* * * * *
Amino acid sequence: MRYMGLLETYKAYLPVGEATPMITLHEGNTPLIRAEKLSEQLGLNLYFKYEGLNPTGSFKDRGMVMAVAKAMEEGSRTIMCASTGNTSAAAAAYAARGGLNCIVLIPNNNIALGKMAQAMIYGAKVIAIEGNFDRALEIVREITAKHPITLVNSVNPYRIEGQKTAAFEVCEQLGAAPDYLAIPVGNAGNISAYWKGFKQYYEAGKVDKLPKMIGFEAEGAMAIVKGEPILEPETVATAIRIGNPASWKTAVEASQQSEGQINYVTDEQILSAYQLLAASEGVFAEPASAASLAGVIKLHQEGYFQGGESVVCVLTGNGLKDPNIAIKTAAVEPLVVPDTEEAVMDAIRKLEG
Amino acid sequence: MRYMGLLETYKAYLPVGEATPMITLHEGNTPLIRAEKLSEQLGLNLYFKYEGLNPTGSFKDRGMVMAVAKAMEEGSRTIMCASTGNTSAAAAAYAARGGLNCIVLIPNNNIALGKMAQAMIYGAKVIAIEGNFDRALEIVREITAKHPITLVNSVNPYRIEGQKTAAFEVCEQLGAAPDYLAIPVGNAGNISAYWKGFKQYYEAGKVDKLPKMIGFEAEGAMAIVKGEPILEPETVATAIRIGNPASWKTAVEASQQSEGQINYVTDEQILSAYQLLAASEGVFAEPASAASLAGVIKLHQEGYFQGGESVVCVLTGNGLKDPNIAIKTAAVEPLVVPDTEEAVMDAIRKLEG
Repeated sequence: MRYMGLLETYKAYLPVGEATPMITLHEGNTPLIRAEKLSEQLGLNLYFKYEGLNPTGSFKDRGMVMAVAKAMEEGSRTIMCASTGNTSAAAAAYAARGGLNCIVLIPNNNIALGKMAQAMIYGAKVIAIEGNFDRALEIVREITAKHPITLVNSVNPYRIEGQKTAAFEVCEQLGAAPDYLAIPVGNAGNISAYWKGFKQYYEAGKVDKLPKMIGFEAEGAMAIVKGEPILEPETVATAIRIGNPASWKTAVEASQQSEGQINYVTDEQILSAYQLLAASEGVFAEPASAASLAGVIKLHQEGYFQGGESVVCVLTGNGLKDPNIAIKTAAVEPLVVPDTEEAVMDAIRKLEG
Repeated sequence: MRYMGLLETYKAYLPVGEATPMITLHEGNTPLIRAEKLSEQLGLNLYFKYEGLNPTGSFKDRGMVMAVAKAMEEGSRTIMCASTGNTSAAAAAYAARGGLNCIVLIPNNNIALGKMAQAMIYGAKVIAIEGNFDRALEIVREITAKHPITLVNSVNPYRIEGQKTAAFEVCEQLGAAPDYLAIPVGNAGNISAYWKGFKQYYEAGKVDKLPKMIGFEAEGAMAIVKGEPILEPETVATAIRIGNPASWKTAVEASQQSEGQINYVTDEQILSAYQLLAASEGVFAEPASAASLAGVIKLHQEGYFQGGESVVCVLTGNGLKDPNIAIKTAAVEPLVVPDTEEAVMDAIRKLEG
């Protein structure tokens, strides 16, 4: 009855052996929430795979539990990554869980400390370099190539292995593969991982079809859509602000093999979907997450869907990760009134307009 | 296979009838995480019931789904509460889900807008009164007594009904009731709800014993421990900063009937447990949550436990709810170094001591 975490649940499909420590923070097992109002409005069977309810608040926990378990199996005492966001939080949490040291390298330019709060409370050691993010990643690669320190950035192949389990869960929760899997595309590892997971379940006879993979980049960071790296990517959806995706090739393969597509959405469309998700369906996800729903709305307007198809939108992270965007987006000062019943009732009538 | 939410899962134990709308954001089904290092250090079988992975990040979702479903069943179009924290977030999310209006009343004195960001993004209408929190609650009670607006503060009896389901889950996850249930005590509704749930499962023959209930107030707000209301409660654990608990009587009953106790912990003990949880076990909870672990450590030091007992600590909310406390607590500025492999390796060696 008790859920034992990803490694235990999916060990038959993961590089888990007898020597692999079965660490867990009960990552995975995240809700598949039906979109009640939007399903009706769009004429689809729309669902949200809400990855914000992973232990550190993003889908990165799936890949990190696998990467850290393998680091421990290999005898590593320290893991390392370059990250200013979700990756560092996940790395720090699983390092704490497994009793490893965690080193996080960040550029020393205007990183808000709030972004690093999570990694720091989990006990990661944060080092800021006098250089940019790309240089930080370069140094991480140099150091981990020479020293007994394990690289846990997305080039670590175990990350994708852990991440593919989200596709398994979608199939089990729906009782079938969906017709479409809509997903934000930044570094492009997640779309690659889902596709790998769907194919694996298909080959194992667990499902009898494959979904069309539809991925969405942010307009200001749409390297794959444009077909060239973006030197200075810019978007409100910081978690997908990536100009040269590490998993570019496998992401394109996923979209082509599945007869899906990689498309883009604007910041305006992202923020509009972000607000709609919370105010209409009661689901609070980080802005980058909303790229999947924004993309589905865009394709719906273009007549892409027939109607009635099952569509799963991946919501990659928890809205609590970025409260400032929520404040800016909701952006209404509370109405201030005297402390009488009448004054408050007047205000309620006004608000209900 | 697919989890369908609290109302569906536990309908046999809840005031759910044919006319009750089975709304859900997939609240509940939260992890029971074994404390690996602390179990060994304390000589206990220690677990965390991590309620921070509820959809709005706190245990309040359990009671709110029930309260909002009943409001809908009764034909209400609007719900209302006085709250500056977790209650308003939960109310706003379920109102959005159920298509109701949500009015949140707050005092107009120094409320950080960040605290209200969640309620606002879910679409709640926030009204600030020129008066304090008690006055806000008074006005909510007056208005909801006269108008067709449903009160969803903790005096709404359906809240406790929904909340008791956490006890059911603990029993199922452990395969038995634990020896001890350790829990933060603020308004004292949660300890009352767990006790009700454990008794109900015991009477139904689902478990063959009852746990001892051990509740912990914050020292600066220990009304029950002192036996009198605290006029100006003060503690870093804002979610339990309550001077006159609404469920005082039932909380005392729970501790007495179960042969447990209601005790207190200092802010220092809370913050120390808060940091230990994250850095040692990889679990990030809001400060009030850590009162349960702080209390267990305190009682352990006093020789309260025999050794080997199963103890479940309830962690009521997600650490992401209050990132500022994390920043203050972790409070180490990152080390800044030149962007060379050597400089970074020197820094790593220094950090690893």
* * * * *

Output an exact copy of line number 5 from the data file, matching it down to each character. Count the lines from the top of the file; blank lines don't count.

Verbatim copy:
């Protein structure tokens, strides 16, 4: 009855052996929430795979539990990554869980400390370099190539292995593969991982079809859509602000093999979907997450869907990760009134307009 | 296979009838995480019931789904509460889900807008009164007594009904009731709800014993421990900063009937447990949550436990709810170094001591 975490649940499909420590923070097992109002409005069977309810608040926990378990199996005492966001939080949490040291390298330019709060409370050691993010990643690669320190950035192949389990869960929760899997595309590892997971379940006879993979980049960071790296990517959806995706090739393969597509959405469309998700369906996800729903709305307007198809939108992270965007987006000062019943009732009538 | 939410899962134990709308954001089904290092250090079988992975990040979702479903069943179009924290977030999310209006009343004195960001993004209408929190609650009670607006503060009896389901889950996850249930005590509704749930499962023959209930107030707000209301409660654990608990009587009953106790912990003990949880076990909870672990450590030091007992600590909310406390607590500025492999390796060696 008790859920034992990803490694235990999916060990038959993961590089888990007898020597692999079965660490867990009960990552995975995240809700598949039906979109009640939007399903009706769009004429689809729309669902949200809400990855914000992973232990550190993003889908990165799936890949990190696998990467850290393998680091421990290999005898590593320290893991390392370059990250200013979700990756560092996940790395720090699983390092704490497994009793490893965690080193996080960040550029020393205007990183808000709030972004690093999570990694720091989990006990990661944060080092800021006098250089940019790309240089930080370069140094991480140099150091981990020479020293007994394990690289846990997305080039670590175990990350994708852990991440593919989200596709398994979608199939089990729906009782079938969906017709479409809509997903934000930044570094492009997640779309690659889902596709790998769907194919694996298909080959194992667990499902009898494959979904069309539809991925969405942010307009200001749409390297794959444009077909060239973006030197200075810019978007409100910081978690997908990536100009040269590490998993570019496998992401394109996923979209082509599945007869899906990689498309883009604007910041305006992202923020509009972000607000709609919370105010209409009661689901609070980080802005980058909303790229999947924004993309589905865009394709719906273009007549892409027939109607009635099952569509799963991946919501990659928890809205609590970025409260400032929520404040800016909701952006209404509370109405201030005297402390009488009448004054408050007047205000309620006004608000209900 | 697919989890369908609290109302569906536990309908046999809840005031759910044919006319009750089975709304859900997939609240509940939260992890029971074994404390690996602390179990060994304390000589206990220690677990965390991590309620921070509820959809709005706190245990309040359990009671709110029930309260909002009943409001809908009764034909209400609007719900209302006085709250500056977790209650308003939960109310706003379920109102959005159920298509109701949500009015949140707050005092107009120094409320950080960040605290209200969640309620606002879910679409709640926030009204600030020129008066304090008690006055806000008074006005909510007056208005909801006269108008067709449903009160969803903790005096709404359906809240406790929904909340008791956490006890059911603990029993199922452990395969038995634990020896001890350790829990933060603020308004004292949660300890009352767990006790009700454990008794109900015991009477139904689902478990063959009852746990001892051990509740912990914050020292600066220990009304029950002192036996009198605290006029100006003060503690870093804002979610339990309550001077006159609404469920005082039932909380005392729970501790007495179960042969447990209601005790207190200092802010220092809370913050120390808060940091230990994250850095040692990889679990990030809001400060009030850590009162349960702080209390267990305190009682352990006093020789309260025999050794080997199963103890479940309830962690009521997600650490992401209050990132500022994390920043203050972790409070180490990152080390800044030149962007060379050597400089970074020197820094790593220094950090690893």